Although there's been progress since I was in my 20s, I had hoped that today's young women could feel completely open to giving the child-free option serious consideration, but I don't think we're there yet. The Religious Right isn't helping matters, but what can you expect from folks who don't believe in evolution or climate change?

That grandparent gene is awfully strong; I find myself admiring and engaging little ones in the mall and on the bike path and in the grocery store.... and then they go back to their parents. Perfect!

I, too, never liked kids much, except for my own (and that was a welcome surprise!)but I can hardly wait for my soon-to-be-a-bride daughter to get going and pop out a grandbaby for me to love. Damn good thing her maternal instincts are bursting out of her and she, too, can hardly wait.

How nice when a plan comes together.

I would probably be like Elizabeth. Consummed by youthful passion, married within a few months and 6 years later
there were 3 children and realized I did not even know the person I had married. Was to late when I came back to earth. If I had been smarter
much would have been done differently. Divorced at 42 and I am very aware that I would not have 4 children and 5 grandchildren that bring me so much joy at this time of my life -if I had been thinking at the age of 20..

Neither of my daughters has chosen motherhood. I think I assumed I'd be a grandmother some day. I have to admit that grandmother gene is alive and well in me and I would have loved the chance to have a grandchild.

I come from a family of six children, four males and two females. While I married young and had three sons, my sister never married nor had children, and I think she has been at least as happy as I have. I know she has avoided some of life's most difficult moments, and has had a lot more time to enjoy other interests. She has also been a wonderful aunt. None of my sons, though all grown, have married or become fathers. My husband and I invested a lot of our time in our children, although we both worked more than full-time in our jobs, as well. I remember being awfully tired during a lot of those years. I think my adult children are still enjoying having a lot of free time to indulge their own interests. While I would enjoy being a grandmother, right now we're taking care of my husband's 92 year old mother, and that is a fulltime job in itself, so it's probably just as well that we don't have a darling grandbaby to draw on our time as well.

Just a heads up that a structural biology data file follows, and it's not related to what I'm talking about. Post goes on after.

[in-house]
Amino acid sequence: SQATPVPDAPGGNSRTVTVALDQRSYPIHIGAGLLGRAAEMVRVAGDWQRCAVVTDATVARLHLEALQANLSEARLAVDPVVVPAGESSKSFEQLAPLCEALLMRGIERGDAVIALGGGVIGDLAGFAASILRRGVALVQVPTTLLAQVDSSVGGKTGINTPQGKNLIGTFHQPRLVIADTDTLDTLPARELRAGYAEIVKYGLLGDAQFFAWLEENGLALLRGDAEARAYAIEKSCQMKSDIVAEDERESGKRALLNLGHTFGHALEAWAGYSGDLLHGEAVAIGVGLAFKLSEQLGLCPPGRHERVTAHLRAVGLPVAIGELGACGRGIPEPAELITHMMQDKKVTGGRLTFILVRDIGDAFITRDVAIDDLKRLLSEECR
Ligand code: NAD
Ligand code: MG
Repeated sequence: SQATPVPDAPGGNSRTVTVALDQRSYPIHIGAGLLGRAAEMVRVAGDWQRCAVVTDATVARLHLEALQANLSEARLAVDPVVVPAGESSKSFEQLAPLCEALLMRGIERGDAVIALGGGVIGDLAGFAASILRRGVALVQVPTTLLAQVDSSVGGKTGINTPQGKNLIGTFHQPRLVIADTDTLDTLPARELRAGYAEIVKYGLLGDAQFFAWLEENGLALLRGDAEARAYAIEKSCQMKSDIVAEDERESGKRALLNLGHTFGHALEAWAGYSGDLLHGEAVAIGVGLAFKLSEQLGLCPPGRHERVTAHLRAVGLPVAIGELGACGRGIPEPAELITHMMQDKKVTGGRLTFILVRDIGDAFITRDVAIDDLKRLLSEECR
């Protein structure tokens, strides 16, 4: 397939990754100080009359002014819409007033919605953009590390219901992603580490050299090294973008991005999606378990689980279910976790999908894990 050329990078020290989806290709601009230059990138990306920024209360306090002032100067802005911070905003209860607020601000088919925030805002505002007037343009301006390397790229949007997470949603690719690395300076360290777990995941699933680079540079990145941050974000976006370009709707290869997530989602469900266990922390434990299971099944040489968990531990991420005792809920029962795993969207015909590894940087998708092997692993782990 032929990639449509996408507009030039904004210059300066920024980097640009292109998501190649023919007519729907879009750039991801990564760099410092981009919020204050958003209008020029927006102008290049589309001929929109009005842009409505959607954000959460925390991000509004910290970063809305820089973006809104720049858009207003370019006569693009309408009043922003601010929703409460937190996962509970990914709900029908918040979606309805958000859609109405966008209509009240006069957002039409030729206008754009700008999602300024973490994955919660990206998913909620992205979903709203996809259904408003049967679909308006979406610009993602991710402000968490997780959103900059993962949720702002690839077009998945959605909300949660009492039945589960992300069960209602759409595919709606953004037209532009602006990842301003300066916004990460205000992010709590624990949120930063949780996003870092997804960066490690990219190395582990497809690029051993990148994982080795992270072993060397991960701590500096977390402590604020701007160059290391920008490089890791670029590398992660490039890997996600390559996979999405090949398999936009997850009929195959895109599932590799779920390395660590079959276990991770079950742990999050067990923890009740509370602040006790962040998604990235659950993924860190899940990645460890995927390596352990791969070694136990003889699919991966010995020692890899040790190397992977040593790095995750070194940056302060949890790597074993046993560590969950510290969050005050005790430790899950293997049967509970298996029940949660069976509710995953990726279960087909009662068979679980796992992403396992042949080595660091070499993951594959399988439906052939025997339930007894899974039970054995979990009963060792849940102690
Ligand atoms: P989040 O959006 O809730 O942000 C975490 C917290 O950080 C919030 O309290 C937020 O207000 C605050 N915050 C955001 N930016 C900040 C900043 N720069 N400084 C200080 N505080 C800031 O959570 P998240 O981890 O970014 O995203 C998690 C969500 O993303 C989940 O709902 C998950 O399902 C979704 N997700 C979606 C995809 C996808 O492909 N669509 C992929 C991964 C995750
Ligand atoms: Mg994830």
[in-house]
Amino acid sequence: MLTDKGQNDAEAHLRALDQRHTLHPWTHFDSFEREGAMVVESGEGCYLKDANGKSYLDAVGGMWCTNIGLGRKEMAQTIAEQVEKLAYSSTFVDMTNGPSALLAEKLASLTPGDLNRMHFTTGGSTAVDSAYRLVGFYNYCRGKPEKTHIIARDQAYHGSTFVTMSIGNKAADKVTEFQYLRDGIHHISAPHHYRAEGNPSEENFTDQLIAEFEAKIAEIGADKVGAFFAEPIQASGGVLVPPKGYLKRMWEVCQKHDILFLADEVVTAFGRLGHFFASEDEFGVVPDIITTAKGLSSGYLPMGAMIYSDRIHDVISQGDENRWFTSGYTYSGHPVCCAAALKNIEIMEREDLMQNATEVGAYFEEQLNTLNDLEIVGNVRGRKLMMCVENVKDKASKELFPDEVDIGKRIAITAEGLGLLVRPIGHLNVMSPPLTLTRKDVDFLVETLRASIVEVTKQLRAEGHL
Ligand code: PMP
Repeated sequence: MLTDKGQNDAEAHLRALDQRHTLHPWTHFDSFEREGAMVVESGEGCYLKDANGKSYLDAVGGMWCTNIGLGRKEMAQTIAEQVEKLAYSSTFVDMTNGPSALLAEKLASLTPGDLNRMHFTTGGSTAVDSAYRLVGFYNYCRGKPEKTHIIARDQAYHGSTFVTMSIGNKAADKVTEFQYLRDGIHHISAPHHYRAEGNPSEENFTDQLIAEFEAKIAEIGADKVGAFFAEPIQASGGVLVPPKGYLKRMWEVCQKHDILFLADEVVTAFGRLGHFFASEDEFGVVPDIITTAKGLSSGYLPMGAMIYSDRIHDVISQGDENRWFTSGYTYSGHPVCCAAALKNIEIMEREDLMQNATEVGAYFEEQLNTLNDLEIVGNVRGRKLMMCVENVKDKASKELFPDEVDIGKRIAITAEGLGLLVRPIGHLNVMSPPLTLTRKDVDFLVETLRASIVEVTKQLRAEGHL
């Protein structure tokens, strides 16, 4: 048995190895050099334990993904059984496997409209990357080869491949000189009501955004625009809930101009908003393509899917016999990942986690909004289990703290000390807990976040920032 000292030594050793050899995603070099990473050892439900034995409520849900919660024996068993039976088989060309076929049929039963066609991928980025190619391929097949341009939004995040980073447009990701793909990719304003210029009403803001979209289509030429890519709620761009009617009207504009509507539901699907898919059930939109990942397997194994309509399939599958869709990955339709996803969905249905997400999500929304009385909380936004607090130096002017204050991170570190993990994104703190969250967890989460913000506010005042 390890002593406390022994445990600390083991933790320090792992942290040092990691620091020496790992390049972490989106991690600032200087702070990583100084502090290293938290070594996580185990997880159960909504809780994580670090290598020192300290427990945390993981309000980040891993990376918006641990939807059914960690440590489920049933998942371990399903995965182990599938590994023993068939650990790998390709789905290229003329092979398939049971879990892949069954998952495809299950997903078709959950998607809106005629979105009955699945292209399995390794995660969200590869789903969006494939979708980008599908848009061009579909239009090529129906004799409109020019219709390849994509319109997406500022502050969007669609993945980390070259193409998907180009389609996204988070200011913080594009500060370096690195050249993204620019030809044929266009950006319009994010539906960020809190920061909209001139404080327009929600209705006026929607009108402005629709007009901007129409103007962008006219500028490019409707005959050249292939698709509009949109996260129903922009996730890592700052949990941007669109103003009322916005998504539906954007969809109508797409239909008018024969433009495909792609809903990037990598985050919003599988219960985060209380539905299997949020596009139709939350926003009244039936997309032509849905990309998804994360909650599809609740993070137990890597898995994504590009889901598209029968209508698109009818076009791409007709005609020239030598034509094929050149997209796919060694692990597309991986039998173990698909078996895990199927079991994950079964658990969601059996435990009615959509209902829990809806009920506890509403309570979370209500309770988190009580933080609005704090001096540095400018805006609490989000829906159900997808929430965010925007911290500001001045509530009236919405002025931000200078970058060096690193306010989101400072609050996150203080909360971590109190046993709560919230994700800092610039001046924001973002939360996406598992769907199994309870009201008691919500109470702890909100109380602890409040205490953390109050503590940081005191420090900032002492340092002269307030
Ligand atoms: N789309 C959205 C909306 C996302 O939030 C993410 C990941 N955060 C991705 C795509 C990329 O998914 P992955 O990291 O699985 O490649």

To Miki...
I almost never disagree with the estimable Miki who commented above, but this time I must. To "jones" - meaning to crave - has nothing to do with keeping up with the Jones.

It started in New York decades ago and has been attributed to originating with junkies who hung on Great Jones Street in the west Village.

I'm with you on all points. And I spend more time smiling at babies, too, but think it's because now I have more of a reverence for life and appreciate the potential of each little person with something like awe.

Maybe there is a grandmother gene. Way back (I'm thinking caveman) the older women would have had to help raise the children and this gene would have helped them jump in. I know today there are a lot of grandmothers raising children but it's usually because of irresponsibility not the unending toil of the mothers. Anyway I coo & gush over babies too...still no grand kids though.

My email is grammylyn. Does that tell you something? I love being the matriarch of a large family of 3 children, 6 grandchildren, and 5 great-grandchildren (maybe more down the line). I worked with children for forty years and loved it, starting with a summer playgroup when I was only 15, babysat, took care of nephews and friends' kids,
did hundreds of kids' concerts, taught pre-schoolers etc..I wouldn't take a million dollars for those experiences...BUT...I wouldn't give you one cent to repeat any of it! I am so done with all that, all except my own offspring, and I don't get to spend a lot of time with most of them, so my tolerance isn't really being tested.

I try not to overthink this. It's just that kids are so darn cute. We have grandkids, and our renters next door have a baby and a two year old, and well, they are so darn cute, like many other baby animals: puppies, kittens, lambs...

Did the grandmother gene wear off for you? I did a lot of baby sitting when it hit me (also in my fifties) but now that I am eighty, I just love making eye contact with babies (and dogs) but the idea of getting seriously involved has departed. Renee

I was a 50's product, too. Plus a "good" Catholic. I never had much to do with children as I grew up, so the arrival of my first baby, far away from grandmother, was traumatic. And they just kept a-coming: 4 in 6 years, all girls. That's when I said to heck with the Pope and got my tubes tied. The girls all turned out lovely, and have presented me with 14 grandchildren. Way too many, but super kids, all. Babies never used to interest me, even my own, but I must confess to "gooeyness" over grandbabies. I'm presently packing up my Grannymobile (license plate: GMAMOBL) for a journey to see the littlest ones, driving all the way from Iowa to Maine, stopping in Michigan where my daughter with the seven kids lives. I'm still not terribly interested in other people's kids, but recall my mother commenting on how she was becoming "just like her mother", making up to little ones in grocery carts. I confess to winking and smiling at them too.